The Therapeutic Value of the Pine Tree

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A mystical tree worshiped in many past civilizations, the Pine tree represents immortality in the Far East due to its long lifespan and its peculiar sap.

It usually grows atop rocky mounts, in dry and poor soil that are acidic and sandy. The pine tree can grow to gigantic sizes, and its circumference is impressive.

How tall can it grow? Depending on the variety, this evergreen conifer can grow to between 50 and 150 feet (15 to 45 meters).

Its spongy bark renews itself and falls off like scales. Needles land on the soil and take a long time to break down, thus preventing underbrush growth.

This type of tree is more common in the coolest portions of our planet, both in the far North and the far South. It resists cold climates well.

In this quick overview, this article will reflect which medicinal properties are offered by pine tree as well as those much appreciated in gastronomy.

Pine tree short story

All the pine trees belong to the Pinaceae family. “Pine” is the generic, common name for all the trees belonging to the “Pinus” genus.

There are at least 111 different species in this genus. Sometimes it is called “Pinewood”. This tree’s name goes back to ancient Greek, Celtic and Sanskrit with the root word “Pitu“ which means “drink” or “food”. The story of pine goes back a long time.

Indeed, in Japanese culture, cypress and pine trees were used for specific ritual implements and portions of temples in Shinto beliefs.

As for the Roman empire, the fertility goddess Cybele was associated with devotions to pine trees to symbolize eternal renewal in the cycles of Nature.

the Pine Tree

The famed oriental Taoists would have pine seeds, needles and sap as their favorite diet since they said it “made their bodies light and capable of flight”!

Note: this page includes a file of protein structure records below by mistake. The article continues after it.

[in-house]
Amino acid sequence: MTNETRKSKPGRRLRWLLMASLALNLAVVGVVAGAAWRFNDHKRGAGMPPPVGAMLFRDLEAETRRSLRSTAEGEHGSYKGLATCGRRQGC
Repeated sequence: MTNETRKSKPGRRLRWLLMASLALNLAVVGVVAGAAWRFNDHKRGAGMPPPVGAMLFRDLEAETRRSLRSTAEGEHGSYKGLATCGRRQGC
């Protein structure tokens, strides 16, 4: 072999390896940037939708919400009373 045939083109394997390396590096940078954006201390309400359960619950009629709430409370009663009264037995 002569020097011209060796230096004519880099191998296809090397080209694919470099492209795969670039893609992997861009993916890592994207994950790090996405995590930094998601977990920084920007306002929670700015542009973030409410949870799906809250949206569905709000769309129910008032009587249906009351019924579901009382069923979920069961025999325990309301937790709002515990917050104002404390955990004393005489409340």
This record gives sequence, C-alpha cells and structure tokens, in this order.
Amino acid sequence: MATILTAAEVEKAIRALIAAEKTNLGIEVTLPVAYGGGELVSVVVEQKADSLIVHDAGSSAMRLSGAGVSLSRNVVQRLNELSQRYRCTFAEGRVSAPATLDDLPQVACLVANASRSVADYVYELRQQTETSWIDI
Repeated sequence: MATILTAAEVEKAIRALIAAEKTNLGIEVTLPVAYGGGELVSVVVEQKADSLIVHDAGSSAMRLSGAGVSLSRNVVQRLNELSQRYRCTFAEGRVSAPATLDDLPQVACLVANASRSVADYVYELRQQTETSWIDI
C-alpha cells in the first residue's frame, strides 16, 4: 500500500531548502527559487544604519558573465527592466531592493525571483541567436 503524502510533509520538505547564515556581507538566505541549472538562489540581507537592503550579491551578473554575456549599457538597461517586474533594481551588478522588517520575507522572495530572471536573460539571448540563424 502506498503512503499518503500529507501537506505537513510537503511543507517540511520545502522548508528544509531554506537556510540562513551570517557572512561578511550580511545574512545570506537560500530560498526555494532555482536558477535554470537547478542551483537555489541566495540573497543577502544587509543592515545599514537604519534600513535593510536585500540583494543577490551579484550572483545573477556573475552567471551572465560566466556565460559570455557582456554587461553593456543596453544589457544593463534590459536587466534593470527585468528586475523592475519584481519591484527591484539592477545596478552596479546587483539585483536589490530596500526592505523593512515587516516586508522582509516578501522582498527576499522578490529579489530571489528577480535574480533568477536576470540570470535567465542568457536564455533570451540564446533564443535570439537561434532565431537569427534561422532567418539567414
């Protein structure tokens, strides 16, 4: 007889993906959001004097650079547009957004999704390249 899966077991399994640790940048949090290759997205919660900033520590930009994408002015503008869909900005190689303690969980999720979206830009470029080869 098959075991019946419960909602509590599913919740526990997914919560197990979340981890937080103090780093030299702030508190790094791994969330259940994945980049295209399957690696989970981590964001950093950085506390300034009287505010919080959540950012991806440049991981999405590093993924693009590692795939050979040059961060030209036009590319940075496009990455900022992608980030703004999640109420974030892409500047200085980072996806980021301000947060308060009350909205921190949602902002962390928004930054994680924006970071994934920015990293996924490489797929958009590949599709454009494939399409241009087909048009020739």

Species, properties and health benefits of the Pine tree

In Europe, there are several different pine tree species: maritime pine, Scots pine, Swiss pine, eastern white pine, black pine, Aleppo pine, Pinus uncinata, stone pine, loblolly pine, mugo pine…

But now, what are the properties of this very famous tree?

Therapeutic benefits of pine

In North America and in Europe, young growth of Scots pine trees has long been used to prepare herbal tea. Indeed, its benefits are known to treat:

  • rheumatism and wounds that are rebellious to healing (in the form of lotions)
  • common colds and pulmonary tract mucus lining inflammation (in the form of inhaled vapor treatment).

Century-old traditional medicinal baths are an integral part of what the German people believe in. The hygienist doctor Kneipp used his influence to help medicinal baths become a common treatment for many ailments in Germany.

Indeed, the pine tree is particularly recommended to treat diseases resulting from nerve malfunction, neuralgic disorders, and rheumatism.

Relaxing in a bathtub with pine tree extracts is for sure beneficial to your health.

To best appreciate its health benefits, keep the least tender shoots from your collection of fresh young shoots, and add them to the hot water. Use a cloth pouch to make it easy to pick the leaves out later and throw them to the compost.